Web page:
the stuff on your blog is what real mummys do, not fancy stuff but the everyday things we all need to know how to do. and you are so good to share this talent with all of us who visit your blog.
    thanks again
    becky
    bpbajona@maltanet.net

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  44. I love your blog. You are real. You are honest. You are doing your absolute best at everything you do. That is honourable. You let people see beyond the photo perfect veil that so many bloggers wear.
    Your's was the first blog I visited a couple years ago when I started sewing, and I have been following ever since. Stay real Charity! :)

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  45. Amanda is a dear friend of mine. A warm, honest, beautiful, supportive, and totally real person. She is, in fact, one of the few women I feel comfortable having in my home when there is chaos all around and things are far from perfect. It's true, she gets a whole lot more done in a day than I do. I don't envy or resent it. She has brought great joy to my life as I'm sure I have to hers. We're just real. Living it the way it fits best.

    Best to you all.
    jean

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  46. I so like how you've captured that back-and-forth feeling about idealizing and envying someone, Amanda Soule, in this case. Finding that balance and finding inspiration from another without diminishing yourself seems to be tricky stuff. The blog world so pushes these buttons for me, too. Thanks for putting some of the dance into words.

    I recently found your blog (can't remember through which web twists and turns) and have been enjoying it. I love your generosity and creativity! Thanks!

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  47. I know it's been written before, but you are my SouleMama. I checked out her blog because of this post, and for what it's worth, I'd rather continue wishing I was more like you. If nothing else, you make cooler clothes for your kids. ;)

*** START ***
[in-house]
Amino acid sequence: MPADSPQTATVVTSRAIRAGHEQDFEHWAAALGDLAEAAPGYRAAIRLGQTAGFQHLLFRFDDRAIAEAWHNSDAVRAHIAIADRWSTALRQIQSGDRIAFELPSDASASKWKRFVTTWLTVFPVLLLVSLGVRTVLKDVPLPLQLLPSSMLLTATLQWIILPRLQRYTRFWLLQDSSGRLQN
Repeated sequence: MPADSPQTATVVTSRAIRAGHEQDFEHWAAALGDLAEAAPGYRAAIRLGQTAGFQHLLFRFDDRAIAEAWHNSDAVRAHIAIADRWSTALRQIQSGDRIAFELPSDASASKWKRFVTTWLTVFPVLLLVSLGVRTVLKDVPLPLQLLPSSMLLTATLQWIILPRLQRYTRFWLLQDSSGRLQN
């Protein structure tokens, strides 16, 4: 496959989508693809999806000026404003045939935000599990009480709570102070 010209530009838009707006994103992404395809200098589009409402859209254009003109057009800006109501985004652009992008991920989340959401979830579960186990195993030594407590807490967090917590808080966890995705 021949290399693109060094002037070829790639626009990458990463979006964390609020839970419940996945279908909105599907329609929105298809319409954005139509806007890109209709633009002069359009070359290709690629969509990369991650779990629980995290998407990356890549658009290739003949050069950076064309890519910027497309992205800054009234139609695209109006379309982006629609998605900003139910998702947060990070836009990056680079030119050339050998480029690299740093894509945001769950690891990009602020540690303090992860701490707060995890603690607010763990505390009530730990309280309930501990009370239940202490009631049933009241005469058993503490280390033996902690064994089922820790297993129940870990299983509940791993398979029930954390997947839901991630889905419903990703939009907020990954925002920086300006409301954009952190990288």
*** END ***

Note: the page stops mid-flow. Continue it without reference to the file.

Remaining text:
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  48. wow. loved this post. something every female blogger should read because we all feel that way (I think). Thank you for sharing!

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  49. One of the reasons I love your blog is because you don't just post the perfect stuff. You inspire me to sew because I can see that I'm not the only one who is cutting out a pattern with a toddler laying in the middle of it and sewing in five minute bursts when the kids are briefly distracted. Just when I feel like giving up on sewing or creating you give me a glimpse of just how difficult it was for you to finish sewing those pants or that dress and I leave here thinking if she can do it then so can I! Thanks for being who you are and letting us come along for the ride:)

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  50. I know Amanda and I have to say that what she puts on her blog is how she lives her life. Of course there are messy parts to her life, she is human, but she really does love parenthood and life. And I actually prefer to see the inspiring and uplifting parts…my life is messy, I want to visit a place that focuses on the positive.
    And one thing that is beautiful about Amanda is that she would NEVER write a negative post about another person. She would never put someone down to make herself feel better. She is a beautiful human being and I know she works hard to keep the negative out.

    Peace.
    Brandie

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  51. Thanks all for your comments! Lots to think about, thank you!

    Andrea, could you send me an email pls, so I can send you your pattern?

    Jean and Brandie, Amanda is lucky to have good friends like you :)

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  52. I follow your blog and have done so for a few years. Your creativity, your passion for what you do and your love for your children inspires me. I think as human beings we do have a tendency to compare ourselves to others - but God made each of us unique, talented, precious and wonderful. It is up to us if we wish to share what we have with other through our blogs. You share so generously - mess, tears, laughter - as my late father-in-law would say "Warts and all". For that and for inspiring me to do more with my two children, thank you.

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  53. Vegbee, your post was so good. The back and forth of how you feel was/is so real. Thank you for your honesty. Even believing the best of Soulemama, you are you and she is she. I fell in love with your blog because of you and Smooch on Craftster. Please keep writing!

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  54. thumbs up ! on your blog vegbee.. i really lov this blog...i keep attracted to come every week and read whats going on here.. , so be sure of something she might have a nice fancy blog.. well decorated as well..